6 Amazing Benefits from Practicing Downward Dog.

May 16, 2016 2 min read

Ask anyone with a little knowledge of yoga to name a few postures, and Downward Dog will likely be one of the first.

Downward Dog is the anchoring posture of many yoga practices today. It may be because the pose is so good for many health issues plaguing our society today: tiredness, back pain and stiffness from sitting all day.  

In fact, downward dog has loads of health benefits--and whether you're an everyday yogi or not, this pose alone is worth adding to your regular fitness routine.

1.    It builds bone density. Postures like Downward Dog (as well as more difficult arm balances) that place weight on the arms and shoulders are great for building upper body strength and preserving bone density. This is especially important for women as we age and become more at risk for osteoporosis.

2.    It wakes you up. Downward Dog is one of the best poses you can do when you’re fatigued. At least one minute in the pose to bring back lost energy from a day on your feet or a long day in the office. 

3.    It eliminates stiffness and back pain. Great for people who get pain in their shoulders and upper back and practicing it with proper alignment can make your upper back more flexible and less likely to store so much tension.

4.    It boosts circulation. Any pose where the heart is above the head is a good one for the circulatory system, because it encourages blood flow throughout the body. An active circulatory system helps flush toxins from our body, keep our immune system in tip-top shape, and helps regulate blood pressure.

5.    It can be easily modified. Downward dog can be intimidating, difficult, or even painful to put so much weight on your arms in downward dog. If the posture’s not comfortable for you, you can always drop down into Dolphin Pose with elbows on the ground, to get many of the same benefits. (If you have high blood pressure, talk to your doctor before attempting downward dog, as well.)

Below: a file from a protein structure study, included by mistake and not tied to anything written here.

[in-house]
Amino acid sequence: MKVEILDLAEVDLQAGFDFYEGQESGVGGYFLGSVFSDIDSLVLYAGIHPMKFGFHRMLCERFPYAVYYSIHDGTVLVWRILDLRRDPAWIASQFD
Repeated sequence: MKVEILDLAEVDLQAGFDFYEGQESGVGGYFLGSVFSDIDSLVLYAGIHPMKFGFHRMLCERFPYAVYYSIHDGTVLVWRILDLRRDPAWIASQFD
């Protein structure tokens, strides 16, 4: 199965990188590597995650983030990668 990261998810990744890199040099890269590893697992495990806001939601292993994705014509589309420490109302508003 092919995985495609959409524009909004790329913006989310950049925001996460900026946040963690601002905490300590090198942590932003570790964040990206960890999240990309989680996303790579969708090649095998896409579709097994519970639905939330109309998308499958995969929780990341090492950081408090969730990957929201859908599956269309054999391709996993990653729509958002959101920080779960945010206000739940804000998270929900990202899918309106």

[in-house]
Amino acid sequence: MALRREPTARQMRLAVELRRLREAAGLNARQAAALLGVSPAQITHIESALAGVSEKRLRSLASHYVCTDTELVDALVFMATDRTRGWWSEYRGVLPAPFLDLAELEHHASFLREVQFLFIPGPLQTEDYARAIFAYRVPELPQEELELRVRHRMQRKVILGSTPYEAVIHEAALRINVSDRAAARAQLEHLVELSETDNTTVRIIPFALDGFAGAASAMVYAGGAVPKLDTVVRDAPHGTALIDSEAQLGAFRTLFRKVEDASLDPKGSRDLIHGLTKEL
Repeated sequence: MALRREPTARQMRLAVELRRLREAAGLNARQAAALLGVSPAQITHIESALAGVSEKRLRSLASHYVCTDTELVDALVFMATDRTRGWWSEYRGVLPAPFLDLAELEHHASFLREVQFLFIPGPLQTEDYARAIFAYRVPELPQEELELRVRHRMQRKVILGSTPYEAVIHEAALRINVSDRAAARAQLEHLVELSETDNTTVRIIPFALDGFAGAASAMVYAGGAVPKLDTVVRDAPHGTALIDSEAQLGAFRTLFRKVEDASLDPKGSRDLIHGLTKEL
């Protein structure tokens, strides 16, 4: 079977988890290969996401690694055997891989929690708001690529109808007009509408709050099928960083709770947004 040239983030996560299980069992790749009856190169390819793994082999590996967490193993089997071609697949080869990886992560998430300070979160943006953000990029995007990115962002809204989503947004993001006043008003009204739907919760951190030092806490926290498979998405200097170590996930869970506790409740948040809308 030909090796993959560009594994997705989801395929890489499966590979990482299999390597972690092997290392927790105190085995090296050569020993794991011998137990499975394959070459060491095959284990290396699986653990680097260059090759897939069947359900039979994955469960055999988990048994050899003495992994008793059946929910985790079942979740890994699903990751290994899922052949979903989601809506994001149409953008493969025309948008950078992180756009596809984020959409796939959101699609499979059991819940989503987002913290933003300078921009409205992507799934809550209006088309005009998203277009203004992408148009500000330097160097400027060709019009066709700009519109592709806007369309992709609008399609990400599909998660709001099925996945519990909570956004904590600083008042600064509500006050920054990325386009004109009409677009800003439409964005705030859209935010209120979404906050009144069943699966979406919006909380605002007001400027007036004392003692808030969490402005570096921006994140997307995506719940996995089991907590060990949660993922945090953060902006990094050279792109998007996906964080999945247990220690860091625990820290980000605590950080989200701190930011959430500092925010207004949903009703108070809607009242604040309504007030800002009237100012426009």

6.    It’s a good check in with your body. We spend a lot of time in Downward Dog because it’s a good way to “take inventory” about how you’re feeling. It stretches your arms, legs and back all at once, and you can take notice of what feels good and what you need to work on.

Try adding Downward Dog – or better yet, an entire sun salutation – to your daily workout. To make sure you’re doing Downward Dog correctly, make sure you’re engaging through the core and drawing up through your quads–without hyperextending your knees–while reaching up and back with your hips and then down toward the earth with your heels. Don’t let your upper body collapse into itself, or your shoulders sink into your neck; your body should be in two long lines, forming an inverted V.

Downward dog anyone?



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